Many advertisements from lenders make it sound simple to get into the fix and flip business. All you have to do is (a) find a fixer-upper, (b) buy it cheap, (c) fix it up quick, and (d) sell it fast for a great profit, right? Well, experienced real estate investors know there is a lot of ground between (a) and (d). There is an art, as well as a lot of work that goes into a successful fix and flip. Understanding what makes an ideal fix and flip house and then finding it isn't always easy. A borrower needs to do a good deal of research and get the right financing for the best deal.
While lenders may differ on their requirements, there are some basic factors, which most use to make their final decisions. In order to apply for a loan to finance a fix and flip project, borrowers can refer to a basic check list for help.
The Ultimate Cheat Sheet for acquiring Fix and Flip Financing:
1. Find the Right House
Everything depends on this first and hardest step. To keep it simple, remember the prime real estate motto, "Location, location, location!" The ideal house for a fix-and-flip must be salable once it's fixed up! Once you identify a potential house, the "foundation" work begins.
First, do a search for sales and prices of comparable houses sold in the location area in the past year. This will establish the ARV or the After Repair Value of the "flip" house. This figure serves as the basis for the loan amount and negotiating the property purchase price.
Gather information about the neighborhood which may affect the ARV. These facts could include neighborhood schools, housing associations, deed and/or zoning restrictions, upcoming construction and nearby shopping areas.
Visit the house and give it a thorough inspection inside and out. Take both interior and external pictures of anything requiring repair or remodeling. Be sure to include landscaping for curb appeal.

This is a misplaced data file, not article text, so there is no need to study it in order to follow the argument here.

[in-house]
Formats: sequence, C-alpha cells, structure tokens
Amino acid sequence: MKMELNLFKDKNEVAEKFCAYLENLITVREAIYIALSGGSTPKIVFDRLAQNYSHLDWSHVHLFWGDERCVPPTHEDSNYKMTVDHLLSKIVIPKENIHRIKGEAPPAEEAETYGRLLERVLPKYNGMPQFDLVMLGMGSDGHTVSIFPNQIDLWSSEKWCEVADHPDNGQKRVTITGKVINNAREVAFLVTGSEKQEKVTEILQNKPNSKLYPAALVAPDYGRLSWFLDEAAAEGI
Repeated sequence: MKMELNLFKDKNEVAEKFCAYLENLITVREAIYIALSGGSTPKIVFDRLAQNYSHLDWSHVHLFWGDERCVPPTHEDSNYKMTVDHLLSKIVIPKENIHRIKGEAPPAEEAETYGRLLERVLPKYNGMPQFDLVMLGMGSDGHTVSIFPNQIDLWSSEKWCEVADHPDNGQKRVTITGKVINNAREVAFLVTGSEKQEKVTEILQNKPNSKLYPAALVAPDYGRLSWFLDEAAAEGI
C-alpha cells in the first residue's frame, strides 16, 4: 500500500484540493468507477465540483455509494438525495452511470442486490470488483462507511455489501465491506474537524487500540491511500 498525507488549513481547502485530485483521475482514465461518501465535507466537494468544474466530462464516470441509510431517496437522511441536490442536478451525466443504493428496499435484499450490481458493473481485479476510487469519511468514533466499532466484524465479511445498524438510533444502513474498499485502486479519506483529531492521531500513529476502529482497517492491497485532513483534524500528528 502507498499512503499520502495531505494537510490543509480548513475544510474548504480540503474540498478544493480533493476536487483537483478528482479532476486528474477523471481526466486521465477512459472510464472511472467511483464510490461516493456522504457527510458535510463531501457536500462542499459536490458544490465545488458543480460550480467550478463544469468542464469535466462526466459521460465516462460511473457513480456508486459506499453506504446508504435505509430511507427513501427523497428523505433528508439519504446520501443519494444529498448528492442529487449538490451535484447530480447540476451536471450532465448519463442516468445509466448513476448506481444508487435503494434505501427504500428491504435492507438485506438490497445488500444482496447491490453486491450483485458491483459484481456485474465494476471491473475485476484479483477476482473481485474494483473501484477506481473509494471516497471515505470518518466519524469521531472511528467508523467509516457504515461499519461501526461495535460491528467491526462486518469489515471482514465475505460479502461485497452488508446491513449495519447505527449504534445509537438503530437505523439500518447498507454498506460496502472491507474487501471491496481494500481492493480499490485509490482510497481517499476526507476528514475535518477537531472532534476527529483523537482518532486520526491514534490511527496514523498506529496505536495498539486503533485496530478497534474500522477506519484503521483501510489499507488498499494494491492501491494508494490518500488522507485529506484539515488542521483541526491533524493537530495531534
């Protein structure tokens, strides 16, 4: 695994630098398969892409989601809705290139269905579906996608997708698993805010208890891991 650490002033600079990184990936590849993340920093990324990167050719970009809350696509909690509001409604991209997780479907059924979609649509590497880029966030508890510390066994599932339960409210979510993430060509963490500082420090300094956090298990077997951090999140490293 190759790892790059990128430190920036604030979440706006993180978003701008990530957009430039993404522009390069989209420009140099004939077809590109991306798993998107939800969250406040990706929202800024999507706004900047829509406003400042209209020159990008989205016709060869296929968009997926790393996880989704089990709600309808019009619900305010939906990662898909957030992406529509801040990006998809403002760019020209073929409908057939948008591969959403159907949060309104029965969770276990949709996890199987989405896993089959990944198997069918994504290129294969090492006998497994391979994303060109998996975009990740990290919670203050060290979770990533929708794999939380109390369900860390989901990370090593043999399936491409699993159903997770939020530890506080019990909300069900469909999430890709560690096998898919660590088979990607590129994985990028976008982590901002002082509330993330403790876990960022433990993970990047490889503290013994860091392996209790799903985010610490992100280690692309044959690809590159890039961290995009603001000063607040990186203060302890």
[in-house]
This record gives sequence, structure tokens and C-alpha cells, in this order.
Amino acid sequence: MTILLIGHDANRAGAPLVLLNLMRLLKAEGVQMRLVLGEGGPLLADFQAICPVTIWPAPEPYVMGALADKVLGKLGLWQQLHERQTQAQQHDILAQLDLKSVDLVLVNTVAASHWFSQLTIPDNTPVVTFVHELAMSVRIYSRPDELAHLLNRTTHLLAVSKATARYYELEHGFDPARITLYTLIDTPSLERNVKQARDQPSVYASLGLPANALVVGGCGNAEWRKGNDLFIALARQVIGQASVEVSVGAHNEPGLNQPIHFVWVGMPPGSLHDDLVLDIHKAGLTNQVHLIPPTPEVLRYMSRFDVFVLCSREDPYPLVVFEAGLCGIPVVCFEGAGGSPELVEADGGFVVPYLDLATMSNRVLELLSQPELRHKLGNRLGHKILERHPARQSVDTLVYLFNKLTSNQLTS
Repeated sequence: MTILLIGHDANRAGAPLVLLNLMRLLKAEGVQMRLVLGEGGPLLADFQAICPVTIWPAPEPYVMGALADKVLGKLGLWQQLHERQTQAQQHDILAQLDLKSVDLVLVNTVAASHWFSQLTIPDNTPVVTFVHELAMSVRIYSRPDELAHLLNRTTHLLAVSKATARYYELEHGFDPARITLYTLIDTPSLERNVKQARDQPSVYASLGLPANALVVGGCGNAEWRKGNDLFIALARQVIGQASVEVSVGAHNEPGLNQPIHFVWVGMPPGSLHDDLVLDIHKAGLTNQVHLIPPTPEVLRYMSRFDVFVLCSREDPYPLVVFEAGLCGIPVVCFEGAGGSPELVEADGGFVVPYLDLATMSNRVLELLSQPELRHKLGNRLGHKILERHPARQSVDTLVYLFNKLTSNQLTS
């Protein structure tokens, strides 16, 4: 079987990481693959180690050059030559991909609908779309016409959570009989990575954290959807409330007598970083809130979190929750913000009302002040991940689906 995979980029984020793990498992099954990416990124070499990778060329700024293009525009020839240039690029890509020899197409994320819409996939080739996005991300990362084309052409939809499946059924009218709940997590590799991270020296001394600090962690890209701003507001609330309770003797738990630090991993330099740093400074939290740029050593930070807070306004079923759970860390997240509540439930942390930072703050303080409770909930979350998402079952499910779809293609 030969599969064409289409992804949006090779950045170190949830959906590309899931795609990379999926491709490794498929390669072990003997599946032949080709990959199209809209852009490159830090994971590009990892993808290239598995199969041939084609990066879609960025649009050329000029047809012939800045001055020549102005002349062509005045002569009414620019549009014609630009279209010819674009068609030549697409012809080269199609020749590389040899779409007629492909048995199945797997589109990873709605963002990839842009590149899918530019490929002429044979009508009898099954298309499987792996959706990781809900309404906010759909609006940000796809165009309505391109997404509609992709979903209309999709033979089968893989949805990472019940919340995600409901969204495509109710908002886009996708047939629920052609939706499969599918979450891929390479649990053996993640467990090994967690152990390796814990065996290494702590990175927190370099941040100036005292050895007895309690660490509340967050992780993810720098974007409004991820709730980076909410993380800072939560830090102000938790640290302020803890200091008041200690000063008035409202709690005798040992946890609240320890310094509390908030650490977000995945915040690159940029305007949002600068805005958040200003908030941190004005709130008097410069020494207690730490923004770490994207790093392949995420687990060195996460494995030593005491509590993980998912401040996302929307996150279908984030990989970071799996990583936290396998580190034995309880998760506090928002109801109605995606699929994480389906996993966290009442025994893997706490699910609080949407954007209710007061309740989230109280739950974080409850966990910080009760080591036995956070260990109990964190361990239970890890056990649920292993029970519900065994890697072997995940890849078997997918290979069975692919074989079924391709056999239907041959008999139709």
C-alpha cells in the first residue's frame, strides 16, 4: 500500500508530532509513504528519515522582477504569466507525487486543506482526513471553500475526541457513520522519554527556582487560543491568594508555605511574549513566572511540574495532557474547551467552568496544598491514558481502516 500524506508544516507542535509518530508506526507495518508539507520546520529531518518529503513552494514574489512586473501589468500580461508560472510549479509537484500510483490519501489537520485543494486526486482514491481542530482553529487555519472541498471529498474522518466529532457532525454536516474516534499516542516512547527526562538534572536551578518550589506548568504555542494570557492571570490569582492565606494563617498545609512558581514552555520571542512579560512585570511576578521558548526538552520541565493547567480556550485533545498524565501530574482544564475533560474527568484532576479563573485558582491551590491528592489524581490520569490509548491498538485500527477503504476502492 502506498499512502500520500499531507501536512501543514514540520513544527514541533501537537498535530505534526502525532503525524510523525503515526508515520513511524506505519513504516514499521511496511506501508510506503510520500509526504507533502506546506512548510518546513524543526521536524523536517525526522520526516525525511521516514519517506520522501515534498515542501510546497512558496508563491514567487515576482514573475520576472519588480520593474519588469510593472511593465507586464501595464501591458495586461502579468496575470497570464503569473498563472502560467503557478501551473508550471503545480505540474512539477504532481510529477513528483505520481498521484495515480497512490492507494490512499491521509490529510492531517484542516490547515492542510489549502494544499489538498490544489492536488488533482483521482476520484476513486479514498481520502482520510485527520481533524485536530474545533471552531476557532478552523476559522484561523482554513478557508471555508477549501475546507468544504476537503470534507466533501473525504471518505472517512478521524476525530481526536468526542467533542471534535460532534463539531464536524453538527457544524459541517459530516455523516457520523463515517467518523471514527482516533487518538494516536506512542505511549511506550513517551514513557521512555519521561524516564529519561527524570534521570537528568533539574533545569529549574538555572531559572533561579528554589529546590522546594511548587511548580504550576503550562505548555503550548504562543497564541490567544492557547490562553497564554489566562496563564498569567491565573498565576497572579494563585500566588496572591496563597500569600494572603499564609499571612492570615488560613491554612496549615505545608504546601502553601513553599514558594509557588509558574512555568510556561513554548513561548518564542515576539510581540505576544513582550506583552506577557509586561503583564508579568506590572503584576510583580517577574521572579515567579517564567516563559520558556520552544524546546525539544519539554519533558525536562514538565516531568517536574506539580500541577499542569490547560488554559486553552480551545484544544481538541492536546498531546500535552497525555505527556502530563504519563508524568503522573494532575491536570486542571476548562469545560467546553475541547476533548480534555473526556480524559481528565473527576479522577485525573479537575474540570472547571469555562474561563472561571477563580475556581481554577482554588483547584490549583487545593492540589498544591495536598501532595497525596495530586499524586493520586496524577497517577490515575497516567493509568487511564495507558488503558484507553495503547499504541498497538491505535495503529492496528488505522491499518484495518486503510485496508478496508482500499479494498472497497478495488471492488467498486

2. Get an Estimate on the Repairs
Even though you may be able to guesstimate the amount of money required to fix-up a house, get at least three written estimates of any and all required work needed to bring it up to par with the neighborhood. Determine any necessary structural repairs, including foundation work and roofing. Structural repairs will be the top dollar items. Consider potential updates to the kitchen and bathrooms.
Check to see if the title is clear, then negotiate the asking price for the house. See if a cash offer will lower the price. Calculate the asking price against the potential market value. If it is over 70%, back away.
Calculate the total expenses: purchase price, estimated fix-up costs, insurance coverage, and loan fees. Add another 20% for unexpected costs. Finally, compare this total to the market value or potential sale price. If there is a profit to be made, contact us to discuss financing.
When presented with the information above, we can follow-up on the findings and supply expert advice on the project. We can negotiate the best loan and partner with you throughout the process to assist in a successful outcome for all.